Oracle Database Backup Service – Encrypt your 12.2 Database Backups to the Cloud

The Oracle RMAN backup encryption is necessary if you want to backup your database into the Oracle cloud. In Oracle 12c, you have three methods available to encrypt an Oracle RMAN backup:

  • with a passphrase
  • with a master encryption key
  • hybrid with a passphrase and an encryption key

On, the basic setup is described here:

In this blog post, I show you how to configure your database environment with a master encryption key and a keystore. I use this solution to to backup and recovery to and into the Oracle cloud. And in the cloud, I don’t like to type in passwords manually for every action or write passwords in backup and restore scripts.

There are also some issues reports like in My Oracle Support Note TDE Wallet Problem in 12c: Cannot do a Set Key operation when an auto-login wallet is present (Doc ID 1944507.1).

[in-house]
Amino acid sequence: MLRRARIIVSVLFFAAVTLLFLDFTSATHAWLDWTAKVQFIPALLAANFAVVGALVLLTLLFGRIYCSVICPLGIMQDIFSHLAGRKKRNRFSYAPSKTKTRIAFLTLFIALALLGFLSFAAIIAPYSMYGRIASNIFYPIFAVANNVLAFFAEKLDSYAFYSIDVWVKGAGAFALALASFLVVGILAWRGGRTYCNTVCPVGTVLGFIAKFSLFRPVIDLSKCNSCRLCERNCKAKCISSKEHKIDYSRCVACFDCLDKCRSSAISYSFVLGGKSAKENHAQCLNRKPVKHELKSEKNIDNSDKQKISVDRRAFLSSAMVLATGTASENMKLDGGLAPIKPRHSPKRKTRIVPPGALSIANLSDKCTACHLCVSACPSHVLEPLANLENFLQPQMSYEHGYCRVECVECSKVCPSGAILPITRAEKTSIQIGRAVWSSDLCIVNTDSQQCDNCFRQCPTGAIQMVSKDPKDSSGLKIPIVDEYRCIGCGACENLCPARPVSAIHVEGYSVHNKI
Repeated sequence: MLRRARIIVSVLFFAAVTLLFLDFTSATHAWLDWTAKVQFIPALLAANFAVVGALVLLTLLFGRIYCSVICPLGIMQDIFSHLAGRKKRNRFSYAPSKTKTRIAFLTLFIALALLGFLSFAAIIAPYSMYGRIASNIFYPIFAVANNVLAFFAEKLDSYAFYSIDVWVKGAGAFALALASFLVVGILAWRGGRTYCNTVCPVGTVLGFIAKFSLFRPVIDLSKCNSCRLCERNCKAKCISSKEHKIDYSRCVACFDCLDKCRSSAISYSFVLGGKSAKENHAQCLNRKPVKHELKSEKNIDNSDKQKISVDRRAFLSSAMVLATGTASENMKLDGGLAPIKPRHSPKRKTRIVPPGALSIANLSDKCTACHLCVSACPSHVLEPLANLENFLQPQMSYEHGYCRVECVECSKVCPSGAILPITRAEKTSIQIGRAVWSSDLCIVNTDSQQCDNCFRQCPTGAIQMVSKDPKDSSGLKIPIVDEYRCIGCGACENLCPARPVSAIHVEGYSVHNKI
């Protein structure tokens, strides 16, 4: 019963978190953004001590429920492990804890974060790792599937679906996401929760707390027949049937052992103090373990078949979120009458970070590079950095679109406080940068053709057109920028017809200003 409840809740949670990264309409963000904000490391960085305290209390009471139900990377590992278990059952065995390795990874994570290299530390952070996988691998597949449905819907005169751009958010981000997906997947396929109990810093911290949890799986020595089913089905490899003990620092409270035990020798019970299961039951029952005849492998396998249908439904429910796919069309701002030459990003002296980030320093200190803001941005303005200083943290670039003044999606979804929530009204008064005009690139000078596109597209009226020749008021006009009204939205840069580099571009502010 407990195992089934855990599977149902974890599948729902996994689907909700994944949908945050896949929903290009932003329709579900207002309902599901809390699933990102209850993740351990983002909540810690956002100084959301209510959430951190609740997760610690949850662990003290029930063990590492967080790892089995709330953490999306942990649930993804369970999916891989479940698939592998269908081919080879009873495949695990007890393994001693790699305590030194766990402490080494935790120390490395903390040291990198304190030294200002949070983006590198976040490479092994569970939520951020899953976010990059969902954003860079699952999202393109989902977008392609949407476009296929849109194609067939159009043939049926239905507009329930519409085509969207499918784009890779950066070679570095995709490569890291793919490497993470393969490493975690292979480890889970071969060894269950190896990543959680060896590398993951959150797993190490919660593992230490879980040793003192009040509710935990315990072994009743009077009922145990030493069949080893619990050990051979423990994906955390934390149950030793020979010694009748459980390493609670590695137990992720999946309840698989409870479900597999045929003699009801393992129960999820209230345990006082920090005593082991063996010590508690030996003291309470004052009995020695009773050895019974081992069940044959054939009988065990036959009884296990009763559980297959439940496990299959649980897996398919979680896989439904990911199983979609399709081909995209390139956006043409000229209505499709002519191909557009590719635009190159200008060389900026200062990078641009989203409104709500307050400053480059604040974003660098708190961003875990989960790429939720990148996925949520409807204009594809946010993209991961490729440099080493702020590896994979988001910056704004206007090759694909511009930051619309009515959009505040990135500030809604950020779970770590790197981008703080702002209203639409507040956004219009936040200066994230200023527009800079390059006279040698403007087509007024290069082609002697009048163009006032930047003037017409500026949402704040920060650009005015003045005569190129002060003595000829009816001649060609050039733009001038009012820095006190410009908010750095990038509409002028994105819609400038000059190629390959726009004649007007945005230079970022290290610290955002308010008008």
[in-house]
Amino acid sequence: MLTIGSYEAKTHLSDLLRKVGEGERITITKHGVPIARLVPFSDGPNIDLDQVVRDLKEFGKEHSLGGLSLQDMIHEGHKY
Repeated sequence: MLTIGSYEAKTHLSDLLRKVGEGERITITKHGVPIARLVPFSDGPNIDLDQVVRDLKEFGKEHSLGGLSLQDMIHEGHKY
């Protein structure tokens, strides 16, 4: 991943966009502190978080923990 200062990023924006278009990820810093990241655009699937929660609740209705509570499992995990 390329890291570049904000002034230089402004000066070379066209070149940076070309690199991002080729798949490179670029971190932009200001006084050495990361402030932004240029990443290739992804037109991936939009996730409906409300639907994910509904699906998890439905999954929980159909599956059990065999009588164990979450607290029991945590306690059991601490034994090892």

Here are steps to create an autologin wallet.

Configure SQLNET.ora in $TNS_ADMIN to use a Keystore

Create Keystore as SYSDBA

Open Keystore

The status is set to OPEN_NO_MASTER_KEY.

Set Master Key

Now the master key has to defined. When you have already defined a wallet earlier and deleted the keys,  you have to set the undocumented parameter to set the master key again. This works here too to set the key. Otherwise you get an ORA-28374: typed master key not found in wallet error. See Master Note For Transparent Data Encryption ( TDE ) (Doc ID 1228046.1) for further information.

Now the status is set to OPEN.

Activate Auto Login

Restart the Database

Verify if the keystore is available and WALLET_TYPE is AUTOLOGIN.

Configure RMAN for Encryption

RMAN Backup Test

A simple RMAN controlfile backup into the Oracle cloud (OPC Backup Module is already configured).

Error message if you want to backup into the Oracle cloud and the encryption is not configured correctly:

Backup Verification in V$BACKUP_PIECE – Column ENCRYPTED